Tuesday, February 4, 2014

U.S. CATHOLIC - February 4, 2014



February 4, 2014


The sick call: The healing power of presence
The young woman shared her difficult history, her crippling grief. Then she asked, "So what's a chaplain again?"
  
Hospitals, especially hospital emergency rooms, are one of those few places in our increasingly divided society where haves and have-nots still end up together when they encounter the business end of life. Even the most expensive SUV is no defense against a drunk driver--especially when the driver is piloting the SUV--and ice and steep stairs, not to mention heart attacks and strokes, defer to no human privilege. Read more.


50 years ago in U.S. Catholic: What makes Peanuts run?
In this month's trip to the U.S. Catholic archives, one author takes a look at Charlie Brown and Violet, Schroeder and Lucy, plus Linus and his blanket.

The popularity of Peanuts in the crowded comics field is due not to the inherent humor of the strip, but to the manner in which it is interpreted by its readers. Charles M. Schulz, the man behind the Peanuts drawing board, has created a strip which appears to deal--at its simplest level--with a group of ingenious cherubim who say and do things in an innocent, yet adult, way. Read more.

A Catholic schoolteacher takes on a new role: Activist
From another in a line of forced resignations of gay and lesbian teachers emerges a foundation to end discrimination.
  
A lifelong Roman Catholic, Mark Zmuda took a job as a teacher at Eastside Catholic School in part because he believed he could be a good Catholic role model. He was dismissed in December from his job as a vice principal and swim coach, precisely because he did not measure up as a Catholic model: Zmuda, who is gay, married his male partner. Read more.



Should laypeople have a role in choosing their bishops?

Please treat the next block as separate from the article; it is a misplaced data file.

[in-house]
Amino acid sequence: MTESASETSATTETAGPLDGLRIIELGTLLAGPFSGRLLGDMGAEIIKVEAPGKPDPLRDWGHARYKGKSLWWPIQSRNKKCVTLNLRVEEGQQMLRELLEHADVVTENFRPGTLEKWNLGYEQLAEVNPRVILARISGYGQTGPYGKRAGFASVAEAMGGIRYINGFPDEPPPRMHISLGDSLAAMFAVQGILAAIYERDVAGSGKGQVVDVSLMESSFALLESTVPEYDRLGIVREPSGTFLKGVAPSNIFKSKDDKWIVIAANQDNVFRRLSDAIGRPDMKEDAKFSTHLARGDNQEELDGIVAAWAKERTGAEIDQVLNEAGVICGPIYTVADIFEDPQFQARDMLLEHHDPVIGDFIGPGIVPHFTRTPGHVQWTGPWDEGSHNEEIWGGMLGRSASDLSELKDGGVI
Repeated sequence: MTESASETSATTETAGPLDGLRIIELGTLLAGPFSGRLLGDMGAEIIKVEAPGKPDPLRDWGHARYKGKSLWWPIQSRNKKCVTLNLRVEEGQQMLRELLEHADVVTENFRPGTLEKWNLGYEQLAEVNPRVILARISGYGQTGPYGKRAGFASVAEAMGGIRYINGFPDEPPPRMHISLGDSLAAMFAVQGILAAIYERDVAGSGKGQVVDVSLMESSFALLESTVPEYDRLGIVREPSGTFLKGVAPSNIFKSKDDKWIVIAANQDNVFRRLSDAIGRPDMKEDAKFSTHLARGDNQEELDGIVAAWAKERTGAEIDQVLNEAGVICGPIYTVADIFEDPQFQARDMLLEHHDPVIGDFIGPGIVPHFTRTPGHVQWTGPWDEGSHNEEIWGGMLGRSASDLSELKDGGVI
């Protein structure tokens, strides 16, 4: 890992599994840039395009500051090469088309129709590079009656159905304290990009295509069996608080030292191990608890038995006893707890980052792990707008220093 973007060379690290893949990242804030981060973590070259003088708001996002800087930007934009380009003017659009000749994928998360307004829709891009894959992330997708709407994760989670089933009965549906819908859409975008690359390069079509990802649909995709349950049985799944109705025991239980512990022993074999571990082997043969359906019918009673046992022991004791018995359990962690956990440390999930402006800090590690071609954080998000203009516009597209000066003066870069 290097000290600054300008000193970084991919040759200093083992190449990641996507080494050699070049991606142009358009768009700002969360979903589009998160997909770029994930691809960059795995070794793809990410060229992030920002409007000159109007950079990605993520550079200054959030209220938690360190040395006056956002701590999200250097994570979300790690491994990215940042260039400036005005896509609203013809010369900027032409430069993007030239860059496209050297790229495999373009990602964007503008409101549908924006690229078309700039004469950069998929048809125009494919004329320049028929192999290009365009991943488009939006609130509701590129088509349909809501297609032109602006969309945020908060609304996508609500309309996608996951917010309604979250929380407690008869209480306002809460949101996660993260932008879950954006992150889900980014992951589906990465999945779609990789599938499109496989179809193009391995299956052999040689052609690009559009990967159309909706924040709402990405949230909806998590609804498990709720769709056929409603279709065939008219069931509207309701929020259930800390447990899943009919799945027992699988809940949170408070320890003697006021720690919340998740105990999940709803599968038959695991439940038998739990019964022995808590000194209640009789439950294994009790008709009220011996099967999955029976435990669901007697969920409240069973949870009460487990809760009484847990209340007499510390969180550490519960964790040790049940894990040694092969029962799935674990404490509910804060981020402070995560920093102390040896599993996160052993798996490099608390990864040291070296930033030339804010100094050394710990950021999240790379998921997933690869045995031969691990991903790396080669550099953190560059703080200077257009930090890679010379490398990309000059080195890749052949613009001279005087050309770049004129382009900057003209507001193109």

It's time for the flock to have their say when it comes to selecting the shepherds of the church.
  
Pope Francis says that he wants a special kind of bishop for our church--he wants "shepherds who smell of their sheep." Let us take our Holy Father at his word: Who knows how the sheep smell better than the sheep themselves? No one. So then why not let the sheep make a modest proposal and ask that we laypeople have a significant say in the choice of our bishops. Read more.

What do you think? Should laypeople be consulted when new bishops are chosen? Or are the pope and other church leaders in a better position to pick shepherds for the flock? Be sure to take our survey and let us know what you think.


Brazil's simple solution to ending poverty: Give people money
Does the South American country offer us a way to cash in on ending poverty? 
  
Sometimes, the answer sounds too simple to actually work. Like this headline from the Washington Post Wonkblog: "Want to end poverty? Brazil's answer: Give people money." The piece discusses the Bolsa Familia cash transfer program in Brazil that gives cash to people in poverty--no strings attached, except for the strict condition that any children must be attending school. Read more.


Read: Zealot
By Reza Aslan (Random House, 2013) 

Reza Aslan's Zealot: The Life and Times of Jesus of Nazareth has stirred up plenty of controversy. Some critics fault Aslan for offering an unoriginal and one-sided view of Jesus' life. Others, most infamously Fox News, claim his religious background disqualifies him from writing about Jesus. Aslan attempts to dispel these controversies in the book's opening and closing pages. Read more.




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February 2014

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